Greater flexibility to adapt to market trends means less risk.  An office building in a city with multiple industries, for example, can be rented out to different types of businesses, but a manufacturing facility is less adaptable. With farmland, crops planted annually allow farmers to consider consumer & price trends prior to deciding what to plant the following year (i.e. eliminating what wasn’t profitable).  Row crops, like commodity grains, required for a multitude of uses (food, feed, etc.) often with some government protections, typically have lower margins with their more stable demand.  

Permanent crops - which is where we invest most - are higher risk but can be higher return.  Trees take multiple years to become economically viable, locking an owner into what’s planted or faced with the expensive decision to start over.  That can mean low prices for producers when there’s oversupply, as is the current case for wine grapes, which is why we’re always looking at the market forces & trends when we’re buying mature trees or deciding what to plant for a new development.  You can see the difference in return volatility between annual and permanent crops below, especially in the income-derived returns.

Difference in volatility and income-derived returns between annual cropland and permanent cropland. Source: NCREIF Farmland Index

Location and quality are key

...but the factors you’re considering are different.  You might see farmland included in a miscellaneous “land” category in real estate investing, but it’s more similar to a specialized type of CRE akin to industrial.  As with any other real estate investment, location is key as it dictates how feasible different property types are, e.g. a high-tech, class A commercial office building won’t have sufficient demand in rural Oklahoma no matter how cheap it is to purchase or maintain.  You can have an excellent property with great water and great soil, but if it’s in Montana and you want to grow lemons, you won’t get very far because the climate is wrong.

Our team applies an extensive due diligence process to any property we purchase.  Below can give you a taste of what considerations go into evaluating location and quality:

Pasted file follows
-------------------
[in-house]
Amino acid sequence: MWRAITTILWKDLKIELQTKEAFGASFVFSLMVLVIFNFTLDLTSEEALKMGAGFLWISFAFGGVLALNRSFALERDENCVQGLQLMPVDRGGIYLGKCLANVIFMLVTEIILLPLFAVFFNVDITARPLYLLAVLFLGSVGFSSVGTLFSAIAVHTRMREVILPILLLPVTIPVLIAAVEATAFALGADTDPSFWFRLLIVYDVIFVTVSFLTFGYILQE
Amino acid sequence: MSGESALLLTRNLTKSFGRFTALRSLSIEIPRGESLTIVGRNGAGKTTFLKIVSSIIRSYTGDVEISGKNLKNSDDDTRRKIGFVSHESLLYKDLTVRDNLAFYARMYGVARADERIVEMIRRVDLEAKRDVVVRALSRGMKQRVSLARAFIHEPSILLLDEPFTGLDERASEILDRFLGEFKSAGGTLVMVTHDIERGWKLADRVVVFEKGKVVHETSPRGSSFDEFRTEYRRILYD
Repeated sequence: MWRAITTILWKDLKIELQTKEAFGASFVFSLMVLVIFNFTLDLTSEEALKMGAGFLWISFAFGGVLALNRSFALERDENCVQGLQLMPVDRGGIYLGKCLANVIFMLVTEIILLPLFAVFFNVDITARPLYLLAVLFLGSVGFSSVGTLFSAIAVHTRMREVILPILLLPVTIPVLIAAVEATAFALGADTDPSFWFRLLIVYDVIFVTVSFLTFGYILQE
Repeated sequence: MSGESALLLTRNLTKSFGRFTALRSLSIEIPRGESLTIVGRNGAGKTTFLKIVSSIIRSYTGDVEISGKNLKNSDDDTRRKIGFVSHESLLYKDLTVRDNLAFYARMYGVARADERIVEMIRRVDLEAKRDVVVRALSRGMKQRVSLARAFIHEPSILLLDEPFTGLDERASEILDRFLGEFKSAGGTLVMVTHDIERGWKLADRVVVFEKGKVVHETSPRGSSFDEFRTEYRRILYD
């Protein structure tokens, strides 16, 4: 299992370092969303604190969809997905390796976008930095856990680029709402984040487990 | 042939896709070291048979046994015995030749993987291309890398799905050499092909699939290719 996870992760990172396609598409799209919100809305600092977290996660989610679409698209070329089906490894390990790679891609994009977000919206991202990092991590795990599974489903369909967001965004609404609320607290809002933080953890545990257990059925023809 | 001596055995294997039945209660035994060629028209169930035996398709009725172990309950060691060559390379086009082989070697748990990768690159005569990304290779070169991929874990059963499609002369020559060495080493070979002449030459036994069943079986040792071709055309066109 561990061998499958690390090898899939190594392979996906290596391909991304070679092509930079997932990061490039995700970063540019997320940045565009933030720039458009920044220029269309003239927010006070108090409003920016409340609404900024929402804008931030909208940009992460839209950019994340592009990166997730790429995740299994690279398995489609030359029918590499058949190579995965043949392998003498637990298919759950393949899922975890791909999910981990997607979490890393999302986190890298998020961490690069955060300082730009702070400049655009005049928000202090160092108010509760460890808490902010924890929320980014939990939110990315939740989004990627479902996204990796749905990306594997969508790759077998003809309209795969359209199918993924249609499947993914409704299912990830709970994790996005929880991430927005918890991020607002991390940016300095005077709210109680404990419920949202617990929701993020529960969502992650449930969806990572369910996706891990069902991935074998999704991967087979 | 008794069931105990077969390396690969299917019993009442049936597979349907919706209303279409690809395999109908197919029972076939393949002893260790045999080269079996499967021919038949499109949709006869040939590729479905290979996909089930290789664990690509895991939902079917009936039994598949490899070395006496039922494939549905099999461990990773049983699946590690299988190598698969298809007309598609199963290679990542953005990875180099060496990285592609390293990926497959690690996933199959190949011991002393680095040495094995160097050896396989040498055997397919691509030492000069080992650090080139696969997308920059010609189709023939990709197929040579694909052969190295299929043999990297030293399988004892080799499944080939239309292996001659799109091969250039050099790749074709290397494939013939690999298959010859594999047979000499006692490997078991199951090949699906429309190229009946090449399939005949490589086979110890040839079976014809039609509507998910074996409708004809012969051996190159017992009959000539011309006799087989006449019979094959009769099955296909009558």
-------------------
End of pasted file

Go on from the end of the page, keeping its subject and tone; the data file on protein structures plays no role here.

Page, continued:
Comparison of factors that go into investing in Farmland or Commercial Real Estate

Income streams

Real estate returns can be split into income and appreciation.  Appreciation returns won’t be realized until the property is sold, which you can estimate by marking-to-market in the interim.  Income is either rent or revenue.  Rent is the norm in CRE with lease terms varying by industry.  

Almost 40% of US farmland is rented - over 50% if you look at just cropland, excluding pastureland - which can mean collecting rental income as you would from any other type of tenant in real estate by leasing to an operator. For farmland specifically, there’s also revenue-sharing, or variable rent.  This structure translates to a much lower fixed rental rate for the operator with a variable portion based on revenues.  Both the owner and the operator earn more with the successful harvests (or less in a bad year).  

Jupiter Farm, Walnut Orchard in Tulare County, CA. Target IRR 11.5% and Cash Yield 7.4%

For example, in our own Jupiter Farm, we’re purchasing a walnut orchard whose yields will improve by ~20% over three years with additional investment into inputs from FarmTogether investors and improvements like better pruning from our operator.  In a variable-rent model, we’ll both reap the benefits from our contributions to higher yields on the property. Furthermore, the yield data we’ll be able to provide when we sell will support a higher resale value.

Interested in Learning More About Farmland as an Asset Class?

Click here to see farmland's historical performance, visit our FAQ to learn more about investing with FarmTogether, or get started today by visiting ways to invest.

Disclaimer: FarmTogether is not a registered broker-dealer, investment adviser or investment manager. FarmTogether does not provide tax, legal or investment advice. This material has been prepared for informational and educational purposes only. You should consult your own tax, legal and investment advisors before engaging in any transaction.